High Rates of Recurrent Tuberculosis Disease: A Population-level Cohort Study

Sabine M Hermans, Nesbert Zinyakatira, Judy Caldwell, Frank G J Cobelens, Andrew Boulle, Robin Wood

Background

Retreatment tuberculosis (TB) disease is common in high-prevalence settings. The risk of repeated episodes of recurrent TB is unknown. We calculated the rate of recurrent TB per subsequent episode by matching individual treatment episodes over a period of 13 years.

Methods

All recorded TB episodes in Cape Town between 2003 and 2016 were matched by probabilistic linkage of personal identifiers. Among individuals with a first episode notified in Cape Town and who completed their prior treatment successfully we estimated the recurrence rate stratified by subsequent episode and HIV status. We adjusted person-time to background mortality by age, sex, and HIV status.

Results

A total of 292 915 TB episodes among 263 848 individuals were included. The rate of recurrent TB was 16.4 per 1000 person-years (95% CI, 16.2–16.6), and increased per subsequent episode (8.4-fold increase, from 14.6 to 122.7 per 1000 from episode 2 to 6, respectively). These increases were similar stratified by HIV status. Rates among HIV positives were higher than among HIV negatives for episodes 2 and 3 (2- and 1.5-fold higher, respectively), and the same thereafter.

Conclusions

TB recurrence rates were high and increased per subsequent episode, independent of HIV status. This suggests that HIV infection is insufficient to explain the high burden of recurrence; it is more likely due to a high annual risk of infection combined with an increased risk of infection or progression to disease associated with a previous TB episode. The very high recurrence rates would justify increased TB surveillance of patients with >1 episode.

June 17, 2020
Year of publication
2020
Resource types
Journal and research articles
Countries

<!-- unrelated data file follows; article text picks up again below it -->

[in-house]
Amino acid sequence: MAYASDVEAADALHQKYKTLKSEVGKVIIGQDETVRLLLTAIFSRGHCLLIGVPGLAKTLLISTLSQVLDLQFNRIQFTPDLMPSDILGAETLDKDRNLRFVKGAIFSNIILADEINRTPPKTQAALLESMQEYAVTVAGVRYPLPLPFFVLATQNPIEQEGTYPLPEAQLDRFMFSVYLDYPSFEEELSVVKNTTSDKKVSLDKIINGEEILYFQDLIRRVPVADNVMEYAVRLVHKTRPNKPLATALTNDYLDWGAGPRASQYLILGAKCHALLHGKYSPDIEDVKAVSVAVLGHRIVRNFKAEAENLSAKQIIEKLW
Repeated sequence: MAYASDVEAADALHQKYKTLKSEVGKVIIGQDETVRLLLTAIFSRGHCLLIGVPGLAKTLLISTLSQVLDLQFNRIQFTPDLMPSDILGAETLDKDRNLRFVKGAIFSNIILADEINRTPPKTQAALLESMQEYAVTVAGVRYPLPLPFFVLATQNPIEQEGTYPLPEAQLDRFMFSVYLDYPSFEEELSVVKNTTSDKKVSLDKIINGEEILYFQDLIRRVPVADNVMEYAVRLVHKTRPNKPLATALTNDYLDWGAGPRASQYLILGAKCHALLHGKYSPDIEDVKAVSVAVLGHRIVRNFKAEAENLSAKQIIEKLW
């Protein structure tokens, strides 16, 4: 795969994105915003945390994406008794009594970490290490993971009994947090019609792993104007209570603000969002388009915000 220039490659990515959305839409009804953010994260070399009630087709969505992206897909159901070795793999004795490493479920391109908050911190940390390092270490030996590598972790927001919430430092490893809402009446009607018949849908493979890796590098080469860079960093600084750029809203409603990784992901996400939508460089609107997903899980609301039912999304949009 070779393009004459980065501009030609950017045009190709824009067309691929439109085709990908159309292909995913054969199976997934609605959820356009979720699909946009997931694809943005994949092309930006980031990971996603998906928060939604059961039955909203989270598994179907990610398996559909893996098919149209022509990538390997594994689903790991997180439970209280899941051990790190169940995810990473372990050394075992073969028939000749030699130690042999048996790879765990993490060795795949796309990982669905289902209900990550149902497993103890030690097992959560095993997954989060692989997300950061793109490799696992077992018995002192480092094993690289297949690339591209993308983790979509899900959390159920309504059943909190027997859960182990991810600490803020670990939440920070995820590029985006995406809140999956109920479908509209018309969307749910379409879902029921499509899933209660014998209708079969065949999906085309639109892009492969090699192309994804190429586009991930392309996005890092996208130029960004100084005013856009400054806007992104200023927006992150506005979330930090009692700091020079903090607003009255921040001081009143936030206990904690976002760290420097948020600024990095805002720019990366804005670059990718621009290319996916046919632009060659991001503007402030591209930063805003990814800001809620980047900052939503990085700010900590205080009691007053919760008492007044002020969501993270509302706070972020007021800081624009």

Tags
people living with HIV (PLHIV), TB

Similar Resources

This issue of the Southern African HIV Clinicians Society's "HIV Nursing Matters" online magazine focuses on vulnerable populations, including TB in prisons and intimate partner violence in the context of HIV.

This issue of the Southern African HIV Clinicians Society's "HIV Nursing Matters" online magazine focuses on key populations.

According to the World Health Organization, South Africa ranks as one of the highest burden of TB, TB/HIV co-infection, and drug-resistant TB (DR-TB) countries.

The co-occurrence of health burdens in transitioning populations, particularly in specific socioeconomic and cultural contexts, calls for conceptual frameworks to improve understanding of risk factors, so as to better design and implement prevention and intervention programmes to address…

Background: Chronic respiratory illnesses and respiratory infections are common in HIV-positive populations. It seems reasonable that HIV-positive people experience more respiratory symptoms, such as coughing and breathlessness, than those who are HIV-negative.

Treatment with efavirenz has been associated with rare but severe liver complications among patients receiving antiretroviral therapy (ART) in South Africa.

BACKGROUND:

The goal of virtual elimination of horizontal and mother-to-child HIV transmission in South Africa (SA) has been proposed, but there have been few systematic investigations of which interventions are likely to be most critical to reducing HIV incidence.

Background: A fraction of HIV-diagnosed individuals promptly initiate antiretroviral therapy (ART).